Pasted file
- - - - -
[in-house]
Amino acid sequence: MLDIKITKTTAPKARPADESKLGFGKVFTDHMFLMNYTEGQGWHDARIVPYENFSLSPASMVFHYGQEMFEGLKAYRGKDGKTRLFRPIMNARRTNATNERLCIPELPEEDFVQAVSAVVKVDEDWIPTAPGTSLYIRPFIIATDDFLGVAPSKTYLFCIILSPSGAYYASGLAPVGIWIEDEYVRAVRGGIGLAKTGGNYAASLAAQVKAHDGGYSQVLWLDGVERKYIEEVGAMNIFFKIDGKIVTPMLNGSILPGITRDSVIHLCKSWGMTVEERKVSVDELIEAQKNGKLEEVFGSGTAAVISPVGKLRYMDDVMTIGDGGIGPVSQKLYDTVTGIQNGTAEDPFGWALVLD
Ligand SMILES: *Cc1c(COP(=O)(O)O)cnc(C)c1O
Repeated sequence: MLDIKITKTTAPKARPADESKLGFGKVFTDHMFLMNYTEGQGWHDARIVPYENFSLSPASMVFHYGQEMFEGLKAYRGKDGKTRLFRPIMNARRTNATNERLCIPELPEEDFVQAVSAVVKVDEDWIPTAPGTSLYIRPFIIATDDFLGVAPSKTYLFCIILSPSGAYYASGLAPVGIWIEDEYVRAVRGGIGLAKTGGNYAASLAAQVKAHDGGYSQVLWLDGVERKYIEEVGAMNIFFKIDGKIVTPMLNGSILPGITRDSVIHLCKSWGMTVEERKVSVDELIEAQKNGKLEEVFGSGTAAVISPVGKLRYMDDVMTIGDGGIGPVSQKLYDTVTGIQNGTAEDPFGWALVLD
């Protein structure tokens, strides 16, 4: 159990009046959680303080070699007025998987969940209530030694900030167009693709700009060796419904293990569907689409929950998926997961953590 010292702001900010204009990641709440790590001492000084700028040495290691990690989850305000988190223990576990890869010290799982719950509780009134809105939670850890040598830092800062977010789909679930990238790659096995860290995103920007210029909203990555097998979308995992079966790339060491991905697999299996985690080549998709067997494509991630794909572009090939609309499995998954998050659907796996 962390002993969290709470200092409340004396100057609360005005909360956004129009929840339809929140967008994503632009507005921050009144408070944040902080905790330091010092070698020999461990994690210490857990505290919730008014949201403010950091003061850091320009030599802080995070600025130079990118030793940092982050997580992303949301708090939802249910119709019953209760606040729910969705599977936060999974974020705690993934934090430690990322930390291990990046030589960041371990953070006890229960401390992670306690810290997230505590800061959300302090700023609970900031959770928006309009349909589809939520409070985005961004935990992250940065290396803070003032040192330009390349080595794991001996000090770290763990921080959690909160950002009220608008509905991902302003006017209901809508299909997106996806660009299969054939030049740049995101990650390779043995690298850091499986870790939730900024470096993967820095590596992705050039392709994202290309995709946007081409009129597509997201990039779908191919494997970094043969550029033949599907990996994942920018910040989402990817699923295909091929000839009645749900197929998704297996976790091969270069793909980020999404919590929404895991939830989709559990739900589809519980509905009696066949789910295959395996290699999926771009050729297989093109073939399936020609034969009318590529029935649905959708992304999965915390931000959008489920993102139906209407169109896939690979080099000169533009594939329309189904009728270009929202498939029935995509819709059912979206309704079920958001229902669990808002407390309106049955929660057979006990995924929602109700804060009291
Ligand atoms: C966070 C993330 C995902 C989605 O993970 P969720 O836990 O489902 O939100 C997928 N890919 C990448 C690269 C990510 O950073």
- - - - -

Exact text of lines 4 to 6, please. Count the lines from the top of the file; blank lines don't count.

Repeated sequence: MLDIKITKTTAPKARPADESKLGFGKVFTDHMFLMNYTEGQGWHDARIVPYENFSLSPASMVFHYGQEMFEGLKAYRGKDGKTRLFRPIMNARRTNATNERLCIPELPEEDFVQAVSAVVKVDEDWIPTAPGTSLYIRPFIIATDDFLGVAPSKTYLFCIILSPSGAYYASGLAPVGIWIEDEYVRAVRGGIGLAKTGGNYAASLAAQVKAHDGGYSQVLWLDGVERKYIEEVGAMNIFFKIDGKIVTPMLNGSILPGITRDSVIHLCKSWGMTVEERKVSVDELIEAQKNGKLEEVFGSGTAAVISPVGKLRYMDDVMTIGDGGIGPVSQKLYDTVTGIQNGTAEDPFGWALVLD
């Protein structure tokens, strides 16, 4: 159990009046959680303080070699007025998987969940209530030694900030167009693709700009060796419904293990569907689409929950998926997961953590 010292702001900010204009990641709440790590001492000084700028040495290691990690989850305000988190223990576990890869010290799982719950509780009134809105939670850890040598830092800062977010789909679930990238790659096995860290995103920007210029909203990555097998979308995992079966790339060491991905697999299996985690080549998709067997494509991630794909572009090939609309499995998954998050659907796996 962390002993969290709470200092409340004396100057609360005005909360956004129009929840339809929140967008994503632009507005921050009144408070944040902080905790330091010092070698020999461990994690210490857990505290919730008014949201403010950091003061850091320009030599802080995070600025130079990118030793940092982050997580992303949301708090939802249910119709019953209760606040729910969705599977936060999974974020705690993934934090430690990322930390291990990046030589960041371990953070006890229960401390992670306690810290997230505590800061959300302090700023609970900031959770928006309009349909589809939520409070985005961004935990992250940065290396803070003032040192330009390349080595794991001996000090770290763990921080959690909160950002009220608008509905991902302003006017209901809508299909997106996806660009299969054939030049740049995101990650390779043995690298850091499986870790939730900024470096993967820095590596992705050039392709994202290309995709946007081409009129597509997201990039779908191919494997970094043969550029033949599907990996994942920018910040989402990817699923295909091929000839009645749900197929998704297996976790091969270069793909980020999404919590929404895991939830989709559990739900589809519980509905009696066949789910295959395996290699999926771009050729297989093109073939399936020609034969009318590529029935649905959708992304999965915390931000959008489920993102139906209407169109896939690979080099000169533009594939329309189904009728270009929202498939029935995509819709059912979206309704079920958001229902669990808002407390309106049955929660057979006990995924929602109700804060009291
Ligand atoms: C966070 C993330 C995902 C989605 O993970 P969720 O836990 O489902 O939100 C997928 N890919 C990448 C690269 C990510 O950073």